How a Baltimore Health Corps Worker Helped Fight COVID-19 in Her Community
When the COVID-19 pandemic began, Zoraida Diaz knew she wanted to help her community make it through the challenge. At the same time, the Colombia-born mother of two adult children was uncertain of her work prospects after graduate school. Nevertheless, she says, “I saw how the Latin community was being affected, especially our undocumented immigrants. I thought, ‘I can do something.’”
After Diaz completed a free online Coursera contact tracing course developed by the Johns Hopkins Bloomberg School of Public Health, she learned about the Baltimore Health Corps pilot. In October 2020, she accepted a temporary position with the Baltimore City Health Department (BCHD) as one of the pilot program’s community health workers. In doing so, she helped fulfill one of the program’s goals: creating job opportunities that could build future career skills for Baltimore residents who were out of work or underemployed.
Building the Baltimore Health Corps
Funded by the City of Baltimore, the Annie E. Casey Foundation, the Rockefeller Foundation and other partners, the Baltimore Health Corps deployed community health workers to track COVID-19 infections. It connected those exposed to the virus to testing, health care and financial and housing assistance.
The Baltimore Health Corps program also provided city residents who were out of work with temporary jobs through two employers: the BCHD and HealthCare Access Maryland. It endeavored to create a workforce that reflected Baltimore’s demographics — 62% Black and 53% female. It succeeded, with the program’s staff being 51% Black and 62% female. These residents who were out of work or underemployed due to the pandemic were now able to earn a steady income.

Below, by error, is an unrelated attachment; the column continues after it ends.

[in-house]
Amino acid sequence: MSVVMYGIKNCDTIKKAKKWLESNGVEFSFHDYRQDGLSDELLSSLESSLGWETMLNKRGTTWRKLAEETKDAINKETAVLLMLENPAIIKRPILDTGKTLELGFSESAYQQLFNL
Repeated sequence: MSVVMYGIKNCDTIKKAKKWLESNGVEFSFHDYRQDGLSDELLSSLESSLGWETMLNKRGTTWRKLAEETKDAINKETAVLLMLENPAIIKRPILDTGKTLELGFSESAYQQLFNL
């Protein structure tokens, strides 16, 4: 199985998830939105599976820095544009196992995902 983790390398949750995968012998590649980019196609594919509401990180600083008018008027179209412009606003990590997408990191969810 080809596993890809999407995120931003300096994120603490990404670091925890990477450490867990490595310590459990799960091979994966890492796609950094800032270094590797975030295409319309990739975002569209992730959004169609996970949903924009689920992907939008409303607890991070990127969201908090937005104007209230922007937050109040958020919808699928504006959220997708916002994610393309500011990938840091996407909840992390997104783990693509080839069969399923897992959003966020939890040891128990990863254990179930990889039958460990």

Although these positions were only intended to last eight months, 126 staff members, out of the initially hired 335 city residents, remain employed by the BCHD or HealthCare Access Maryland. One hundred and nineteen staff members have since moved on to new opportunities.
“The Baltimore Health Corps was not only an opportunity to help communities hit hardest by the pandemic but also to put residents of those communities on a career path where they could gain valuable job skills and experiences,” says Sara Cooper, a senior associate with the Annie E. Casey Foundation’s Baltimore Civic Site. “Even after the pilot program ended, community health workers like Zoraida continue to give back to Baltimore City.”
Where Is Zoraida Now?
Diaz was promoted to a supervisor role with the BCHD in July 2021. As she worked with the team, Diaz says she saw “a tremendous outpouring of empathy and a sharing of knowledge that helped people navigate through illness and trauma. It was inspirational.”
During her time with the Baltimore Health Corps, Diaz took advantage of the workforce assistance the program offered its staff — including legal services and the ability to explore possible career paths. “I was not only able to improve my credit by following the advice of a financial counselor but a career navigator helped me revise my resume and empowered me as I prepared to find a new job.”
In June 2022, Diaz’s position with the BCHD came to an end. She has since taken on a new role as a court interpreter with the Maryland Judiciary, a part-time job that allows her to continue to help the Latino community. “The Baltimore Health Corps showed me that, although many members of the immigrant community do not have access to the quality health care they deserve, we can only move forward by working together.”